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LETTER: Benefits of music programs outweigh the costs

As a grandparent with a child soon to be in SD 61, I have been following recent music program cuts in Victoria. I am pleased that at least band is restored. And as a former district music supervisor in Prince George; program director of the Kennedy Center’s National online Arts Education website, ArtsEdge.com; former B.C. fine arts and music curriculum developer, and as a current professional violinist and strings teacher, I understand that it must have been a difficult decision to cut Grade 5 Strings. Issues of equity are real. While I do believe it would have been better to make the program universal at the elementary level, I can see the reasoning for the cuts.

However, I cannot understand why cuts have been made to middle school choral and strings, two programs already equitable, inclusive, and supported by the development and ongoing stewardship of resources required to support these programs through the amazing resource Victoria teachers have created at the Cooper Smith Music Library Collection (CSMLC).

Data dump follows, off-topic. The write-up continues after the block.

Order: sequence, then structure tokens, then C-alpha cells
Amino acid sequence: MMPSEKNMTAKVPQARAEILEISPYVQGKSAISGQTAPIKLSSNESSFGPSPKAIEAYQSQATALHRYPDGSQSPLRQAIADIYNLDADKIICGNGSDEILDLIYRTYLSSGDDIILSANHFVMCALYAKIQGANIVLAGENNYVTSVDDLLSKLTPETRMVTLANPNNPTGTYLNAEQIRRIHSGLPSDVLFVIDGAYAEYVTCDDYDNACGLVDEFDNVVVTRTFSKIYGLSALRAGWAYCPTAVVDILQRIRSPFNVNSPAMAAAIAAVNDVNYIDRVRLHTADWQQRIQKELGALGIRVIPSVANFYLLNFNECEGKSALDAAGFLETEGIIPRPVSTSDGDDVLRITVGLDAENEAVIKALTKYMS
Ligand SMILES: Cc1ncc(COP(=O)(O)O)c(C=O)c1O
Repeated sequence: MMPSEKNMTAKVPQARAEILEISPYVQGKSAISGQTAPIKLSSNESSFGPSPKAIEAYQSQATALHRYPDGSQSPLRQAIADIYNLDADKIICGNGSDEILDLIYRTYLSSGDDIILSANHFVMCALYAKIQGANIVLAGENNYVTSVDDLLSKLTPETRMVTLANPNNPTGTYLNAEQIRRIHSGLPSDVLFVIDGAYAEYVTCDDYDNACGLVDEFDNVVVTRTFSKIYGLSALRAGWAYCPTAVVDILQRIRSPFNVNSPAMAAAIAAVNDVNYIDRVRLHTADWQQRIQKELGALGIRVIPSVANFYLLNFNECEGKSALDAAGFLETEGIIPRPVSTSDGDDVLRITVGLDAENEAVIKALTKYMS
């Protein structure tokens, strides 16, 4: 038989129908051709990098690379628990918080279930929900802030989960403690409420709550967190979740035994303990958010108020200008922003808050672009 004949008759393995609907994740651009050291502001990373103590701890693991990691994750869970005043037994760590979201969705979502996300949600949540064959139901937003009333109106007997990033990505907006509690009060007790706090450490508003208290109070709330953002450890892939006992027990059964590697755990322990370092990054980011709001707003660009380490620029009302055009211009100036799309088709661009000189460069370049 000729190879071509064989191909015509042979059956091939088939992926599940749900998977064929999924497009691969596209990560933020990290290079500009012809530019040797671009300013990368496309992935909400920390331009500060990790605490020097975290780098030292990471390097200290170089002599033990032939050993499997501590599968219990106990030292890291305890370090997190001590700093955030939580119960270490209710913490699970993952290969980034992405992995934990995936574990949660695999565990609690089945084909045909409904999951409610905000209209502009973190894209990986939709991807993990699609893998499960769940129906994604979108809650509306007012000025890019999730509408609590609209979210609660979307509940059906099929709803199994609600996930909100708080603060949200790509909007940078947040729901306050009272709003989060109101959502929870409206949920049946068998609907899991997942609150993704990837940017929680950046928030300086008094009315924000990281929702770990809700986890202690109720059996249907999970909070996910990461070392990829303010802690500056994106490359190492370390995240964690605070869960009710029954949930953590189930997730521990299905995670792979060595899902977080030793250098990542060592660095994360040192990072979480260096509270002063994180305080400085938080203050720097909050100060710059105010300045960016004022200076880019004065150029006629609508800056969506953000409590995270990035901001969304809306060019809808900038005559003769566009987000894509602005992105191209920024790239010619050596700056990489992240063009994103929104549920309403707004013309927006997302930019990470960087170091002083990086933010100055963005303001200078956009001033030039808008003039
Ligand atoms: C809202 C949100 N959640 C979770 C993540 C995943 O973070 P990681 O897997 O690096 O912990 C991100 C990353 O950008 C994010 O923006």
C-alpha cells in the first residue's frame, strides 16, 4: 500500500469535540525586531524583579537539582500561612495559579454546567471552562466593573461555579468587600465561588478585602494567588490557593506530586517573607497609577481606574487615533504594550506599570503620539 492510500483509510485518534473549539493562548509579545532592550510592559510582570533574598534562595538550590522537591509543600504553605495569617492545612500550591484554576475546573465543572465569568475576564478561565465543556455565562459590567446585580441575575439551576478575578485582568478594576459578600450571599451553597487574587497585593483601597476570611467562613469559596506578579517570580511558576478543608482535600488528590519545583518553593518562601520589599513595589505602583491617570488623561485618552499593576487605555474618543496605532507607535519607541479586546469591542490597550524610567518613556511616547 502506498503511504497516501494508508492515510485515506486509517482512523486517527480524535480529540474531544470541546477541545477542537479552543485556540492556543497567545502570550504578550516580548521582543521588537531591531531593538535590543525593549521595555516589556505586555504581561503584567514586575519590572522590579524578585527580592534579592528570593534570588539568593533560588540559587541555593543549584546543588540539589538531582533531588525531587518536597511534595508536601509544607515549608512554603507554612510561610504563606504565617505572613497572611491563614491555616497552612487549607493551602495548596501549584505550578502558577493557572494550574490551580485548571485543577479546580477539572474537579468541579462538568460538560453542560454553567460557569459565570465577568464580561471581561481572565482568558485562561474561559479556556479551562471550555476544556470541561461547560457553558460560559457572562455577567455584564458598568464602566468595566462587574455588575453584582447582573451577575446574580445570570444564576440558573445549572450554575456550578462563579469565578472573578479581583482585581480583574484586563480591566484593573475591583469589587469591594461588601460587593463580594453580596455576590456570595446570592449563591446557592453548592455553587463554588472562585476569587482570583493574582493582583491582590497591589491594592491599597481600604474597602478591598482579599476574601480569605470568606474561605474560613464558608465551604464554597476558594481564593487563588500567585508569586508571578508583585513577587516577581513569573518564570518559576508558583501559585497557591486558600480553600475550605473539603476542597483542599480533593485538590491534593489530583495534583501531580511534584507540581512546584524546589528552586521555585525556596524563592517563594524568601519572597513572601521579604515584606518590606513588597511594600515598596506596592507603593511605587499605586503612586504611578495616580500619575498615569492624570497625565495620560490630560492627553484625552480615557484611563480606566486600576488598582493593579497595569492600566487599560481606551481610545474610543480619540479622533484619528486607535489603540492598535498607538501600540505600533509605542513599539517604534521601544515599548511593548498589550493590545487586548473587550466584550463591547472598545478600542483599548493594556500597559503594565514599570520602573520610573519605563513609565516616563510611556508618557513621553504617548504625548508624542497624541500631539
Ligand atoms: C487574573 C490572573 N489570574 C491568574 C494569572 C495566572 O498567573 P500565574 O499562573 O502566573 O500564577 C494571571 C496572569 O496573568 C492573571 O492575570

I have viewed the library twice in Victoria when visiting my children. This is a resource of which Victoria should be proud.

Viewing the CSMLC resource online today, I was horrified that 298 half and three-quarter size violins and cellos, all donated at no cost to the district, and only useful to children in the middle school age group, would not be used in the upcoming school year. Middle school strings programs offer a first opportunity to children to play a string instrument, valued by families of many cultures and available at either minimal or no cost to families, and is both an equitable opportunity and major resource allowing delivery of this program to all middle schools regardless of the economic status of families.

Please continue your support of choral and string programs in Victoria schools. Over and over again it has been proven: the benefits far outweigh the costs of such programs.

J. Kit Eakle, former music teacher

Vancouver

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